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Asghar Farhadi on A Separation | Interview

The Foreign Language Oscar nominee doesn't want to send a message.

THE LAST DETAIL Farhadi perfects his shot.

The Iranian film A Separation opens with a couple (Leila Hatami and Peyman Moadi) arguing before a divorce judge. She wants to move to America, thinking her daughter will get a better education there, while he wants to stay behind and care for his father, who has Alzheimer’s.

The scene ends without the judge offering clear guidance, and the movie quickly gives way to the petty squabbles and arrangement-making that ensue. Indeed, everything about the film feels so natural that crucial lines and gestures initially seem unimportant. By the time it’s over, A Separation has become the sort of movie that makes you want to rewatch everything you’ve just seen.

The director, Asghar Farhadi, doesn’t feel you have to see it twice, but he acknowledges the temptation is there. “All the big events that take place in the film are caused by very small details in the story,” Farhadi explains over coffee early on a Sunday morning at the Toronto International Film Festival. His eyes are slightly runny; he appears to be battling a cold or allergies.

Like Farhadi’s last film, About Elly, which concerned the recriminations that followed a disappearance during a seaside retreat, A Separation is structured around absences: We typically see one less perspective than we need to have absolute certainty of what occurred, which—given what transpires—ultimately puts the viewer in the position of the judge. The movie becomes a parable about the damage lies inflict on family and the impossibility of ascertaining truth.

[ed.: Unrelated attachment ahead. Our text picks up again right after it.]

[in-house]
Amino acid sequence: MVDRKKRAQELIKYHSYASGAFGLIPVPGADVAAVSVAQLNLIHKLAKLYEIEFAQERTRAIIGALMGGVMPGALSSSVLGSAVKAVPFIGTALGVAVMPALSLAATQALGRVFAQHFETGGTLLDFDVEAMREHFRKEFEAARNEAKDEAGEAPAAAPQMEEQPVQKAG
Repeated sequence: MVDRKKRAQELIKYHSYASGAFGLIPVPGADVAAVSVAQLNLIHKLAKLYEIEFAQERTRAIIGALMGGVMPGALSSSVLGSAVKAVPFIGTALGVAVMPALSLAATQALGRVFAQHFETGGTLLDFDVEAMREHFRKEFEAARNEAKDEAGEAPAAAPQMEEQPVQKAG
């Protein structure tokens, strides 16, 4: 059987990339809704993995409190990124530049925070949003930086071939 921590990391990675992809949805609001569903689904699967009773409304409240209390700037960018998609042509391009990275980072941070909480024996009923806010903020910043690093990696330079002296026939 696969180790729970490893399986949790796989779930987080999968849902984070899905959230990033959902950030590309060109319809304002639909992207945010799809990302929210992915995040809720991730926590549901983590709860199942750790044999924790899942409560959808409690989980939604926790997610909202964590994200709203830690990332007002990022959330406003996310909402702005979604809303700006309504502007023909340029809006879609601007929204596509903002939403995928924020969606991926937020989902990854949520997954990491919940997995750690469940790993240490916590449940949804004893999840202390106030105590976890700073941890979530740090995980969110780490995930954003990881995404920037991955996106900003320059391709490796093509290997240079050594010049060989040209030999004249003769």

Speaking through a translator, Farhadi won’t subscribe to any particular interpretation. “I’m not trying to send any sort of message,” he says. “Bergman says that sending messages is for telegram.” His main influences were less cinematic than theatrical, and include Chekhov, Ibsen and Tennessee Williams. (His master’s thesis was on Harold Pinter.) At the same time, he hopes his film contains “the conflict and the drama that existed in Hitchcock’s films.”

Whatever his inspirations are, Farhadi has hit on something with close-to-universal appeal. Since winning the Golden Bear at Berlin in February 2011, A Separation has earned the sort of acclaim few filmmakers ever receive. Naming it the best film of 2011, Roger Ebert wrote that it “will become one of those enduring masterpieces watched decades from now.” It’s won the bellwether awards for this year’s Foreign Language Oscar, and Farhadi is also nominated for Best Original Screenplay.

But the director is modest about the movie’s origins. “It’s so hard for me to tell you where the very initial idea came from,” he says. “I can tell you [the ideas] came from very different places, different times. Part of it was my experience,” including taking care of a grandfather with Alzheimer’s.

He faced no problems with censorship of the film, yet, like all Iranian filmmakers, he had to submit his script to authorities. “You can’t touch any subjects like sex and violence,” he says, although A Separation, in dealing with the dissolution of a marriage, alludes to both. “The fact is I’m not making a film in order to draw pictures or make images about Iran. Of course, I made the film in Iran. But also I don’t think it’s my duty to tell other people how Iran is.”

What’s most important, he explains, is that A Separation leaves viewers debating what they’ve seen. “I only want to raise questions,” he says. “It is not important whether those questions belong to my film, to me or to anything else, as long as the audience thinks.”

A Separation opens Friday 27 at the Music Box and Century 12 Evanston/CinéArts 6.

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